Wildfires, logging turn forests into carbon emitters: report

Some of the world's most protected forests are becoming carbon emitters

contributing to climate change by emitting more carbon than they absorb.

That's according to a new report that has alarmed researchers.

Forests are considered vital for curbing climate change

due to their ability to work as so-called carbon sinks.

Trees and other plants absorb carbon dioxide and emit oxygen,

removing greenhouse gases from the atmosphere.

But according to the report, at least 10 forests designated as World Heritage sites -

including Yosemite National Park in the United States –

have been net carbon emitters over the last two decades.

Other net CO2-emitting forests are located in Indonesia, Australia and Russia, among other countries.

The phenomenon is driven by human activities like logging

and intense climate-related events such as wildfires.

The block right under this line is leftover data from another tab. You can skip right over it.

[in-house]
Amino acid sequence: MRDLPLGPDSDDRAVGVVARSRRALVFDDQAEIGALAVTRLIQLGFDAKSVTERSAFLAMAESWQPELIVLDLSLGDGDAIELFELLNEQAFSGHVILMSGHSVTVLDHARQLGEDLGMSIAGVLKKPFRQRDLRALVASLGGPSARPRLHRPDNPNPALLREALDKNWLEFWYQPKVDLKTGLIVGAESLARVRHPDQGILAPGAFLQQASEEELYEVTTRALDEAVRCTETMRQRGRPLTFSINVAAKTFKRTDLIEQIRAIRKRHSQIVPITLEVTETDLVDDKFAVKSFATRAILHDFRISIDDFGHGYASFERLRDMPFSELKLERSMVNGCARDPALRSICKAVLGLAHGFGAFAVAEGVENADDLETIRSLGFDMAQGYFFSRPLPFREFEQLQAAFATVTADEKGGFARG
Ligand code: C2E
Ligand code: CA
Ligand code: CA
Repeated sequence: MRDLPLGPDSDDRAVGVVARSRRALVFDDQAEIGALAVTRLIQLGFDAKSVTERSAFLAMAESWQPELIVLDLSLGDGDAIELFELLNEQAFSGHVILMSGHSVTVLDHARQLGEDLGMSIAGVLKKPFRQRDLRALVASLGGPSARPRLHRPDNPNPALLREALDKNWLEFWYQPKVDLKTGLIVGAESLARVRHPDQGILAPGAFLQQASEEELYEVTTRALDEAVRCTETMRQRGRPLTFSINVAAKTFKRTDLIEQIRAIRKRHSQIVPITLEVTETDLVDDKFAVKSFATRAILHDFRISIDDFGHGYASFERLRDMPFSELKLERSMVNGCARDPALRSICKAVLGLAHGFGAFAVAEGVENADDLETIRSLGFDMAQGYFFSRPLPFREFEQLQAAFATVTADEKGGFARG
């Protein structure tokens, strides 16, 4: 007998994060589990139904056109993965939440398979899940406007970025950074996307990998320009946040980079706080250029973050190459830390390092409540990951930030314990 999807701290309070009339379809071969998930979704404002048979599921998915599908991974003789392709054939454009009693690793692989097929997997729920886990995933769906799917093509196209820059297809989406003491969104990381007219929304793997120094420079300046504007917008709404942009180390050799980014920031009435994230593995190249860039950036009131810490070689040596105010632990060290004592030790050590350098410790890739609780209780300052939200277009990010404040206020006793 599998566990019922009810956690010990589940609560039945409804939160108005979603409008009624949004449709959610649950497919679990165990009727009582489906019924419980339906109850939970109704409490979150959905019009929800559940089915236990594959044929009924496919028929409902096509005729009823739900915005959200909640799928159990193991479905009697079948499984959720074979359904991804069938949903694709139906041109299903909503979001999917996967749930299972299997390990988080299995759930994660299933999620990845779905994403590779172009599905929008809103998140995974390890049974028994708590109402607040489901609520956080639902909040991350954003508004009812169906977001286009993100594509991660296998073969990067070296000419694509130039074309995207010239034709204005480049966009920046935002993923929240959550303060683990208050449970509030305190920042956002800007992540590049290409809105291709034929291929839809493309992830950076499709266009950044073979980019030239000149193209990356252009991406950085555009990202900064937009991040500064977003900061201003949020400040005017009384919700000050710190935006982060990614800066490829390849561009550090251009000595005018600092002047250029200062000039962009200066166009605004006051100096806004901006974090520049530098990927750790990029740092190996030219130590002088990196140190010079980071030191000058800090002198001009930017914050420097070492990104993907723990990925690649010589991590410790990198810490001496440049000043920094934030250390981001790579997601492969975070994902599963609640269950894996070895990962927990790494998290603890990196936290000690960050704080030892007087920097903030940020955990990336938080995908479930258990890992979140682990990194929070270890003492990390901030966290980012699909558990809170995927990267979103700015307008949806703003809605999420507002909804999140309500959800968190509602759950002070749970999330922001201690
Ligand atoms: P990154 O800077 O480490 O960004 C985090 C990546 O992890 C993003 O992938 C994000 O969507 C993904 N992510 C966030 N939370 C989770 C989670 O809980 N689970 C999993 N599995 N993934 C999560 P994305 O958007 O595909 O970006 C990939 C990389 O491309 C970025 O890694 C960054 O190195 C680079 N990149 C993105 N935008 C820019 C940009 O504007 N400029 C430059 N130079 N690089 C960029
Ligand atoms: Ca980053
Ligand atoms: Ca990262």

UNESCO investigators and researchers from advocacy groups the World Resources Institute (WRI) and the International Union for Conservation of Nature (IUCN)

analyzed the data of 257 forests for a period from 2001 to 2020.

They say all the World Heritage site forests together do act as a net carbon sink.

To be exact, the heritage sites had a net absorption of 190 million tons of CO2 annually over the 20-year period.

Over the course of centuries the forests have stored some 13 billion tons of carbon,

equivalent to Kuwait's proven oil reserves.

The new findings drew on data published by the journal Nature Climate Change in January,

which mapped greenhouse gas emissions and absorption by forests globally.

While just 10 of the UNESCO-protected forests were found to be carbon emitters,

the report said other sites also showed clear upward trajectories in emissions.

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